26 Q5 Q6 Q7 Q8 Q= VIt [Formula found by combining Joule s law and Ohm s law, as described on pp , also noted with reference to Mandatory Exp 9: Measurement of Specific Heat Capacity, p.138] Q = ( 1)( 6)( 5 60) = 1600 [Time has to be put in SI units; 5 minutes = 5 60 seconds.] Q = mc θ [The energy from the electricity heats the metal.] = ( 0.8)( 440) θ θ = = ( 0.8)( 440) θ = C Q= m l [Specific latent heat] Q = ( 0.005)( ) = 1650 [Mass has to be converted to SI units.] E = J Q1 = mc θ [The first step is to cool the water from 17 C to 0 C.] Q 1 = ( 0.1)( 4180)( 17 0) = 76 Q = m l [The next step is to freeze that water at 0 C to ice at 0 C.] 5 4 Q = = 3.3 ( )( ) Q= Q1 + Q [The last step is to add the heat needed to cool the water to the heat needed to change its state.] 4 Q = = 406 Q = 40 6 J Q1 = mc θ [The first step is to heat the water from 0 C to 0 C.] Q 1 = ( 0.)( 4180)( 0 0) = Q = m l [The next step is to boil g of that water at 0 C to steam at 0 C.] 6 Q = = 3000 ( )( ) Q= Q1 + Q [The last step is to add the heat needed to heat the water to the heat needed to change its state.] Q = = Q = J Exercise 9.1 Page 5
27 EXERCISE.1 THE DOPPLER EFFECT Q1 fc f ' = c u [Use the minus version of the Doppler Effect formula because the train is approaching the observer.] ( )( ) ( ) u ( )( ) ( )( ) = 340 u= u= 340 = = u = m s 1 Q fc f ' = c u [Use the minus version of the formula because the car is approaching the Garda.] = 9 8 (.5 )( 3.0 ) 8 ( 3.0 ) u [GHz means gigahertz, giga means 9 ; EM waves are light and therefore travel at m s 1 ] (.5 )( 3.0 ) (.5 )( 3.0 ) u= u = = 30 u = 30 m s 1 Q3 fc f ' 1 = c u [First consider the observed pitch as the car approaches the observer.] ( )( ) ( ) ( ) f ' 1 = = = 143 [It is better to leave numbers as decimal during calculations as the decimal is 3 only an approximate value for 143 ] 19 f ' fc = [Next consider the observed pitch as the c + u car moves away from the observer.] ( )( ) ( ) + ( ) f ' = = = f = f' 1 f ' = = [The apparent change in pitch as the car moves past equals the difference between the apparent frequency as it approaches and the apparent frequency as it moves away.] f = 39.9 Hz Exercise.1 Page 6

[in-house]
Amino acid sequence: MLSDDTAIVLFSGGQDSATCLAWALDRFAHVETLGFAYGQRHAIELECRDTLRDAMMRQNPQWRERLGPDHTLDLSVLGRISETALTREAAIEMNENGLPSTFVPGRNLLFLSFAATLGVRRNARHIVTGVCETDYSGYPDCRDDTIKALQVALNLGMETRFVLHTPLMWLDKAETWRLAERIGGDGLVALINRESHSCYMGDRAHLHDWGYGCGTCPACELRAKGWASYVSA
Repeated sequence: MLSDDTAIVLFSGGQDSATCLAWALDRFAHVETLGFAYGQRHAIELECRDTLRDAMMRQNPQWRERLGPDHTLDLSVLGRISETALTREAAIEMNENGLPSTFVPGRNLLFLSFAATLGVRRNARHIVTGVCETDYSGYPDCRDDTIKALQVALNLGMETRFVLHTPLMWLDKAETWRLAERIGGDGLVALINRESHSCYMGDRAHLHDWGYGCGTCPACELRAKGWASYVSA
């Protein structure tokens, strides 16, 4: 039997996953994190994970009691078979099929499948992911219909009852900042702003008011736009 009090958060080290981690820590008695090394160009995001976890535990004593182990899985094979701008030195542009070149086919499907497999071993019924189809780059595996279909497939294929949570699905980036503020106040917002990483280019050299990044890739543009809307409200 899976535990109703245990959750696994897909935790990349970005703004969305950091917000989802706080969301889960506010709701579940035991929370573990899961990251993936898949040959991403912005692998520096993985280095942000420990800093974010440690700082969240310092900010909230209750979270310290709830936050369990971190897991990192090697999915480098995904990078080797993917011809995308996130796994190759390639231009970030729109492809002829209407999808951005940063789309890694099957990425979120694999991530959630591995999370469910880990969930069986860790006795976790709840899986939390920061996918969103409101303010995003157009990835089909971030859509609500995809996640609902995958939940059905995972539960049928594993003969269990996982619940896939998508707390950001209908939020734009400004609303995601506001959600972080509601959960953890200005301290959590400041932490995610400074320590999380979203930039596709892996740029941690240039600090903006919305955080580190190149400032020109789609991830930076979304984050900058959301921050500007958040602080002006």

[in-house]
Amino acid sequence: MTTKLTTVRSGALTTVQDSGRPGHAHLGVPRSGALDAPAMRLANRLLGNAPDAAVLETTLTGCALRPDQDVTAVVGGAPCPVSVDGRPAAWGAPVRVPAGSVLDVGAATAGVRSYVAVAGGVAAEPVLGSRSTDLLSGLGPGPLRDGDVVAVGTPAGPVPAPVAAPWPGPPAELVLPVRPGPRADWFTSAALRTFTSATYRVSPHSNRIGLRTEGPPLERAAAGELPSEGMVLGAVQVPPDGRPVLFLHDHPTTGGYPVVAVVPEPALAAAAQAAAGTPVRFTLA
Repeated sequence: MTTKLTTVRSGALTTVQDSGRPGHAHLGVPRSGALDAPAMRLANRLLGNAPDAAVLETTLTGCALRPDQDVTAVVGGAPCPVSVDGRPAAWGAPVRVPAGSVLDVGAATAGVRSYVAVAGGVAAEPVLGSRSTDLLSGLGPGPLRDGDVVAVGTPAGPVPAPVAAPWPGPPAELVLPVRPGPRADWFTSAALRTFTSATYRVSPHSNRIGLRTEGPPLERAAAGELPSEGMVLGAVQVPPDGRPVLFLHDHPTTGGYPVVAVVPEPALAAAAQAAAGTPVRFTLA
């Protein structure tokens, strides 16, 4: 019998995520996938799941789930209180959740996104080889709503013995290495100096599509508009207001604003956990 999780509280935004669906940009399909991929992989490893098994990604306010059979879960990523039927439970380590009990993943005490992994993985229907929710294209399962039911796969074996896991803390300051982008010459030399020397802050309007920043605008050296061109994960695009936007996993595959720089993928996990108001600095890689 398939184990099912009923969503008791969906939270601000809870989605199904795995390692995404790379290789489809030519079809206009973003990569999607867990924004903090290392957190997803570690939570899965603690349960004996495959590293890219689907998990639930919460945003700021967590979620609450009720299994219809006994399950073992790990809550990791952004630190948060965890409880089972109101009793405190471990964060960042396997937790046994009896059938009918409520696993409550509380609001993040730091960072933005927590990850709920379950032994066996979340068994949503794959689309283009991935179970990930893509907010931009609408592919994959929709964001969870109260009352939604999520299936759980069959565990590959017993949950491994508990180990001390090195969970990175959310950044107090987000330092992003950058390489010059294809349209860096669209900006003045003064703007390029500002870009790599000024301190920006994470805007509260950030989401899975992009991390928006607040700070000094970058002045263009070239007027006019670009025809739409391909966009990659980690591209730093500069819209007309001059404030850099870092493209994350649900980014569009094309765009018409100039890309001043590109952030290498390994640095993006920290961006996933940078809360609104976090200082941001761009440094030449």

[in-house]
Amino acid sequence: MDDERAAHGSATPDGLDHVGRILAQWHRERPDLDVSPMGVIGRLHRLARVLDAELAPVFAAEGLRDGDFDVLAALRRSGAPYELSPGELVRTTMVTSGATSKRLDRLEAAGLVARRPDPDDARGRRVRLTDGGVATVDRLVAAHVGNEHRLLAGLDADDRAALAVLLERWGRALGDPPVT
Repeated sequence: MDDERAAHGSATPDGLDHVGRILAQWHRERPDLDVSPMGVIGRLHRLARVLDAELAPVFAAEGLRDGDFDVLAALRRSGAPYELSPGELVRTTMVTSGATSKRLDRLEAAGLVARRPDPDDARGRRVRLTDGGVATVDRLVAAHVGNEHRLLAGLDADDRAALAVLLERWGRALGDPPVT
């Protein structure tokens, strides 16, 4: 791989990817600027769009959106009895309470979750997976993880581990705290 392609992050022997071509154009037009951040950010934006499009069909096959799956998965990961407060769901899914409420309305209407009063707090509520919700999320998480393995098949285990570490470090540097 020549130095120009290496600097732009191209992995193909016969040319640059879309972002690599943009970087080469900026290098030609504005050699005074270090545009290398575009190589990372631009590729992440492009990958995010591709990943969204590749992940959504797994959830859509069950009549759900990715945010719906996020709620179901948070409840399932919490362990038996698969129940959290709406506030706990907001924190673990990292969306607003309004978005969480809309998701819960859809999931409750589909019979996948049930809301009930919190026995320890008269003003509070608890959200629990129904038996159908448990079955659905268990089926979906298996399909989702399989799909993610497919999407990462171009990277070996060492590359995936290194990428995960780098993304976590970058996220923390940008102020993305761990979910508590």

28 Q4 (i) c 3.0 c= fλ f = f = λ λ λ' = f ' = = λ = 4.17 f = = The star is moving away [We know this because the apparent frequency is greater than the emitted frequency.] (ii) fc f ' = c + u [Use the plus version of the formula because the distant galaxy is moving away from the Milky Way.] = 14 8 ( )( 3.0 ) 8 ( 3.0 ) u 14 8 ( )( 3.0 ) [GHz means gigahertz, giga means 9 ; EM waves are light and therefore travel at m s 1.] 3.0 u= u = = u = 1 6 m s Exercise.1 Page 7